Here’s how to win at flu season and avoid getting sick

As fall approaches, so do the runny noses and colds this new season gifts us with each year. And when you work in an open office where germs can fly freely from your coughing neighbors, a sickness is just a sneeze away. Colds don’t only make you feel crummy, they also hurt workers and companies’ productivity in the long-run. The Healthy Workplace Project found that adult influenza infections result in an average of up to five lost working days a year.

But there are preventative measures employees and companies can take to beat the odds of flu season at your office. Here’s how you can win at flu season and emerge in the springtime, glowing and sickness-free.

Get that flu shot

Many offices increasingly offer flu vaccine shots as a wellness resource for the common good. Take advantage of the opportunity if your office offers it, or seek it from your local health provider. It not only helps you avoid colds, but the more people in your office get vaccinated, the more it helps the entire office by building up “herd immunity,” according to immunologists.

“Herd immunity is the idea that if I’m the one cow who can’t get vaccinated surrounded by all the other cows who did, then they can’t give me anything,” Ohio public health officer Cindy Modie told

Disinfect everything

I’m guilty of pressing my fingers to my mouth when I’m thinking. But every time you touch your eyes and mouth with your grubby hands, you increase your chance of catching the flu. The first part of flu prevention is realizing that germs lurk everywhere: from your hands to your keyboard.

It only takes one sick colleague to take down the herd. The Healthy Workplace Project found that it only took one participant’s sick hands four hours to contaminate more than half of all communal doorknobs, toilet handles, and light switches and commonly-contacted surfaces like personal telephones, computer mice, and desk chair armrests in an office.

To be spared from the office plague, your best shot is to disinfect surfaces regularly and rigorously. The Healthy Workplace Project researchers found that they could significantly reduce the spread of contamination by providing hand sanitizer, disinfecting wipes, facial tissues, and simple instructions to office employees about good office hygiene. While the verdict is still out on whether hand sanitizers are the best way to go, a good wipe down with soap and water or other safe cleaning agents is a good bet.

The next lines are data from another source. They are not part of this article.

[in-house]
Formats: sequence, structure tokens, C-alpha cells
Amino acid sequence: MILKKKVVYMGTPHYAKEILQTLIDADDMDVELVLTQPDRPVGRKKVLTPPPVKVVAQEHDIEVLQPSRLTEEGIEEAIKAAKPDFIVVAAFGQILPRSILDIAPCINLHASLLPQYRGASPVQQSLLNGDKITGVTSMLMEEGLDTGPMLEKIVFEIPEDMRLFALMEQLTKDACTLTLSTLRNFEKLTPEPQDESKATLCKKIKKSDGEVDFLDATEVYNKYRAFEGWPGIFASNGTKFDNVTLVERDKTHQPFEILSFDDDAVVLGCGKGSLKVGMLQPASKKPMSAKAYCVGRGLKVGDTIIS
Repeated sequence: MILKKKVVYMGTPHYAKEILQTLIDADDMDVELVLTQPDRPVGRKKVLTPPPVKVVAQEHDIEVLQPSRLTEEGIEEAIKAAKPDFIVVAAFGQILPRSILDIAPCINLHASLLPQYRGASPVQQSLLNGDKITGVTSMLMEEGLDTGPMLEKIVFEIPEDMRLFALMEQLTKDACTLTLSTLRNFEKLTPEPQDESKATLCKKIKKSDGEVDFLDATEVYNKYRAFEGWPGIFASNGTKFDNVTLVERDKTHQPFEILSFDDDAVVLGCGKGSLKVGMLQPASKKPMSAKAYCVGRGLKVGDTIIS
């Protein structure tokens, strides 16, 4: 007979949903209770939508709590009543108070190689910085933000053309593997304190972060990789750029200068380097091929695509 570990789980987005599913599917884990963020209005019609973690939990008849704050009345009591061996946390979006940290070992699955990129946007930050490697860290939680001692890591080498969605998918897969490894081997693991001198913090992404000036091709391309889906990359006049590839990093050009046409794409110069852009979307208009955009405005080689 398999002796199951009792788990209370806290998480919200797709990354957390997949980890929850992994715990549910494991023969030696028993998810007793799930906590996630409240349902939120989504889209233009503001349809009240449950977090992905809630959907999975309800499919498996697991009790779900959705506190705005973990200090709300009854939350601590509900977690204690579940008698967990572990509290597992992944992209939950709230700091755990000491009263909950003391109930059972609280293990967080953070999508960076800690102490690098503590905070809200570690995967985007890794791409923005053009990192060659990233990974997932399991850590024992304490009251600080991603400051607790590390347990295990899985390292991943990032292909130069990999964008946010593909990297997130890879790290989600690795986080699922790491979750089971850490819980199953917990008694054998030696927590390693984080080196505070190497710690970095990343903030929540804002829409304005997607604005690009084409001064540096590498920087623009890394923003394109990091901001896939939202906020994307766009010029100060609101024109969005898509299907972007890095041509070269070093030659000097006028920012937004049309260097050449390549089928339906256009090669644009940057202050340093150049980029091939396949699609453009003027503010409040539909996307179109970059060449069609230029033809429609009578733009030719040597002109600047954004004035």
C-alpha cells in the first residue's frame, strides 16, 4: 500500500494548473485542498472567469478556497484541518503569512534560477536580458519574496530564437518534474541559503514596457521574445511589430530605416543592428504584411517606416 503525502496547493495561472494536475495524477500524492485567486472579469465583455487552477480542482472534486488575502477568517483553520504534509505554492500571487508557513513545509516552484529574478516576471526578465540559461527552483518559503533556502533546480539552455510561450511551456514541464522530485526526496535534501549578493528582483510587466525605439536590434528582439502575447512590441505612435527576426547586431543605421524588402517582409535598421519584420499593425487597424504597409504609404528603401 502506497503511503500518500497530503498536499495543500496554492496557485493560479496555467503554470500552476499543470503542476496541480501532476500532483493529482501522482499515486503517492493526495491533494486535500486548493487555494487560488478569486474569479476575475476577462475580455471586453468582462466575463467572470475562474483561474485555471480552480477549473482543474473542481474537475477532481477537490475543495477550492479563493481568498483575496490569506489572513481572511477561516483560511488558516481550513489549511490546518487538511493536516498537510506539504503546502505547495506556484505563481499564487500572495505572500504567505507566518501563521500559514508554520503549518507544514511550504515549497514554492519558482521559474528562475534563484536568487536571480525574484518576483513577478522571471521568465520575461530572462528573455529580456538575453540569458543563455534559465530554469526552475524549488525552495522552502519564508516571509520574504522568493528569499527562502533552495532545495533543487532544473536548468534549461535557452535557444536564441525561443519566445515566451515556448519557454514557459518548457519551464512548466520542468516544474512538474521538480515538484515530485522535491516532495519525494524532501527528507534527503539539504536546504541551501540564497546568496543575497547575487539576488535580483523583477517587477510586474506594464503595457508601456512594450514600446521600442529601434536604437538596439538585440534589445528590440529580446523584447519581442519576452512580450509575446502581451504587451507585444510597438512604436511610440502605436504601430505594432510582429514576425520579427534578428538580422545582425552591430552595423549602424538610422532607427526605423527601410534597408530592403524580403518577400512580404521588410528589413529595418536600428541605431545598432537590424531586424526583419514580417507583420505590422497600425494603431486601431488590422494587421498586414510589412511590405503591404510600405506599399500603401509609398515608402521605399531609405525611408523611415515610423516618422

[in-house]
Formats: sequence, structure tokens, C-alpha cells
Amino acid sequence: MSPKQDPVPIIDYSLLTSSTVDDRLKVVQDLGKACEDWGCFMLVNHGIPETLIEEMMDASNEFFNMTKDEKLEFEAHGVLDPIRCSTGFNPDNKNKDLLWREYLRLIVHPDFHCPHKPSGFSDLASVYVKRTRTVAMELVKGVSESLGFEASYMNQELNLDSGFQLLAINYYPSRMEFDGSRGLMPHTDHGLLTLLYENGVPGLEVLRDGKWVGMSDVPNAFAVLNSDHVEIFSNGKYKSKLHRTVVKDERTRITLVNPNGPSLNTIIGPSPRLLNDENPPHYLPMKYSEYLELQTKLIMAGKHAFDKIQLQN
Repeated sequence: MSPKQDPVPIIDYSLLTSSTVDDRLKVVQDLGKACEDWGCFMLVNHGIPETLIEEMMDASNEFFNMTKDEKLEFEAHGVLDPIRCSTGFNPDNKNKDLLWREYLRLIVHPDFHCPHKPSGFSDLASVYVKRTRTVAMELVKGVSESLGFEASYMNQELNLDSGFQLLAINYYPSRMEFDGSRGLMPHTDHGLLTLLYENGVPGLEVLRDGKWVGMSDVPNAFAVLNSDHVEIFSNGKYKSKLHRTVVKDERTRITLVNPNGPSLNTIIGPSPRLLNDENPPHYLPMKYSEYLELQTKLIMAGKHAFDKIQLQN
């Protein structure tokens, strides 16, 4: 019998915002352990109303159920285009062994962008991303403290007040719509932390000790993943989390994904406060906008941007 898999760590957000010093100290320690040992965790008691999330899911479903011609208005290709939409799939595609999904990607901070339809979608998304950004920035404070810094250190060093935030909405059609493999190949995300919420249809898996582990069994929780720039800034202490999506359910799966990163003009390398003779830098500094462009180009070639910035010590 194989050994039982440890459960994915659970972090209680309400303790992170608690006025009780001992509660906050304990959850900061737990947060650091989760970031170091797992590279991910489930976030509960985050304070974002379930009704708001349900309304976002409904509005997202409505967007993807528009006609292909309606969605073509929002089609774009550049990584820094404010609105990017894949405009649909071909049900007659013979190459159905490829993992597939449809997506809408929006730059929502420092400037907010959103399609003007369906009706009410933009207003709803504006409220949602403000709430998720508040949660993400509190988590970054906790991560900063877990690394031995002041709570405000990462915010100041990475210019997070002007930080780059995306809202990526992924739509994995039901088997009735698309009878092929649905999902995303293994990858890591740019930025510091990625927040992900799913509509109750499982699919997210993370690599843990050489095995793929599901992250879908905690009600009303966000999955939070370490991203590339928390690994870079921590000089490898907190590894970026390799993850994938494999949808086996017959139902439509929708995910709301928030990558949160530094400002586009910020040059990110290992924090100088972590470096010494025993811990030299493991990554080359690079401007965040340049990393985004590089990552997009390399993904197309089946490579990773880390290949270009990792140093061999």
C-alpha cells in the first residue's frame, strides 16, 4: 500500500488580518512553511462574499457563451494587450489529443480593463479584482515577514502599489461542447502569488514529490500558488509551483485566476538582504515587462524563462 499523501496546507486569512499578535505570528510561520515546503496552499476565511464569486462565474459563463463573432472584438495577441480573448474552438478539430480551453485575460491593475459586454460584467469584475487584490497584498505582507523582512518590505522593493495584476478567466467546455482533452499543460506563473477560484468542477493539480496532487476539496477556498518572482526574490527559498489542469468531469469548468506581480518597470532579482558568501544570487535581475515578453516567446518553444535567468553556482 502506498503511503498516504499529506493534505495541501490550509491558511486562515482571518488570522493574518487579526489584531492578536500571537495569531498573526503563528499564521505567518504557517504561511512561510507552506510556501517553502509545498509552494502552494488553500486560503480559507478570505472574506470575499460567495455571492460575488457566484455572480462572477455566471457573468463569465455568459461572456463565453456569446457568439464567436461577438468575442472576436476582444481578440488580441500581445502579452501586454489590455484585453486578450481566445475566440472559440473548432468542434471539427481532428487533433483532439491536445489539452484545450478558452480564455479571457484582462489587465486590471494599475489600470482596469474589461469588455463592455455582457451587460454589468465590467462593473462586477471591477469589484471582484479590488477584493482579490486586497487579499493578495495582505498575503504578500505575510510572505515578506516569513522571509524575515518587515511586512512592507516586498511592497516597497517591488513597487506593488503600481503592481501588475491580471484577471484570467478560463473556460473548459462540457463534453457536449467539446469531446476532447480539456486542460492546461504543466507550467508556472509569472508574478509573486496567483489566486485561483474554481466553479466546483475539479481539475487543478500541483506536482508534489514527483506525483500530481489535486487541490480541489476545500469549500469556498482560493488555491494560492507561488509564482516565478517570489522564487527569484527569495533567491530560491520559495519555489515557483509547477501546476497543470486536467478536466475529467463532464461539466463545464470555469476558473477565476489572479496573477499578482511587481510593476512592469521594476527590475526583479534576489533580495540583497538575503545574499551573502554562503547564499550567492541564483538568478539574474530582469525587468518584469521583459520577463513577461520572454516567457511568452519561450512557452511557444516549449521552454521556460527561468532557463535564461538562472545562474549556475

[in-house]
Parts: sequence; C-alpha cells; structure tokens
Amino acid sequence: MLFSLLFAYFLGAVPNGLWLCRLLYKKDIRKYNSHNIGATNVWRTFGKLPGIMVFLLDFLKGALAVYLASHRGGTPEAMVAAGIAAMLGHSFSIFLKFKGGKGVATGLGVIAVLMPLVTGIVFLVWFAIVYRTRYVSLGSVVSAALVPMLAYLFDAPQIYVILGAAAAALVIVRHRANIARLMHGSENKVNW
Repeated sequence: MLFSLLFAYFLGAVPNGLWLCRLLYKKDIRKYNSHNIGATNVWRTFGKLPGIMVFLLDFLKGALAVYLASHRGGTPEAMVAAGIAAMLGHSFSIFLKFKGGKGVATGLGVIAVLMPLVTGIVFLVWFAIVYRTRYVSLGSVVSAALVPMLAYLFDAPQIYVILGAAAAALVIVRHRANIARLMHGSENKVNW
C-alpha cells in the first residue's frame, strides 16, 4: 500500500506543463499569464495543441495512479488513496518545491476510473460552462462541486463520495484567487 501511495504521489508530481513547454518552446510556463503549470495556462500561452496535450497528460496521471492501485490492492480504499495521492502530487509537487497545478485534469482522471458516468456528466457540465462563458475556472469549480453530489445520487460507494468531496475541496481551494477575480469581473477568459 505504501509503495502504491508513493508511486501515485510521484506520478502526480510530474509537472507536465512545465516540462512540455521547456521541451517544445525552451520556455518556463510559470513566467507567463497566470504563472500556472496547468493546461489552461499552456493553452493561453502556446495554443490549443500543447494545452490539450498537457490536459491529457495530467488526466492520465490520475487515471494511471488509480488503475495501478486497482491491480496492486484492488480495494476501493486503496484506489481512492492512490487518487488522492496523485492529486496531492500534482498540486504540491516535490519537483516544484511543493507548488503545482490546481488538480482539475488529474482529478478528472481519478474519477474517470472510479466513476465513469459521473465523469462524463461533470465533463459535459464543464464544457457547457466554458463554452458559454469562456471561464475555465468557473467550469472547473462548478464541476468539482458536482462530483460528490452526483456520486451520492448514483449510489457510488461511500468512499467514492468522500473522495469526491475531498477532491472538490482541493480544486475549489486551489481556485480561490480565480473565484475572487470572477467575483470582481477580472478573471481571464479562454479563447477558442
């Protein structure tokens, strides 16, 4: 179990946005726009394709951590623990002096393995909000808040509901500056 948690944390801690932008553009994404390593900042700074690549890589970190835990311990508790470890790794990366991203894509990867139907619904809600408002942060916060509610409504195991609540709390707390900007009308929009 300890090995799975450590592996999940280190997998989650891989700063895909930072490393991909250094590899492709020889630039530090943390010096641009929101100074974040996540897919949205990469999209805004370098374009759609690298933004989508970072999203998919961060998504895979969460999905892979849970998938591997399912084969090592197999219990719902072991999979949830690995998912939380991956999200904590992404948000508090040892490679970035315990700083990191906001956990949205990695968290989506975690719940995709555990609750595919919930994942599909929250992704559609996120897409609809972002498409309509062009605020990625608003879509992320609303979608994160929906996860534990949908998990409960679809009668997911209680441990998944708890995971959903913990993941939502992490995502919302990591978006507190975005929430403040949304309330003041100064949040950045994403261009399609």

Wash your hands

Regularly washing your hands is one of the most effective ways to stop the spread of germs and follow good office hygiene.

But according to the Centers for Disease Control and Prevention, there’s a right way and a wrong way to do it. Scrubbing your hands for less than ten seconds is not enough time for your hands to get clean. The CDC says that you should wash your hands for at least 20 seconds, or the length of humming the “Happy Birthday” song twice. So get humming.

Take a sick day

If all else fails and you wake up one morning with a stuffy nose and scratchy throat, please don’t be a work martyr and come to the office. Save yourself and your colleagues’ health by taking a sick day. The Canada Life Group Insurance research found that too many of us worry about appearing “lazy,” “not dedicated,” or “weak” for not showing up to work when sick. Millennials, in particular, are guilty of showing up to work when sick. A CityMD survey found that they were the demographic most likely to go outside and infect others when they were sick. According to the report, “Millennials (ages 18-34) who have had the flu or flu-like symptoms were much more likely than those 35 and older to have ventured out the last time they felt sick (76 percent vs. 56 percent).”

But by coming into the office, you’re only hurting your colleagues and prolonging your suffering. Nearly half of U.K. employees in theThe Canada Life Group Insurance reported getting sick more than once because of exposure to an ill coworker.

Good office hygiene can ward away most common colds and flus from reaching you. But even the cleanest among us are not immune from falling ill. If it happens to you, don’t take your contaminated body to work — stay in bed.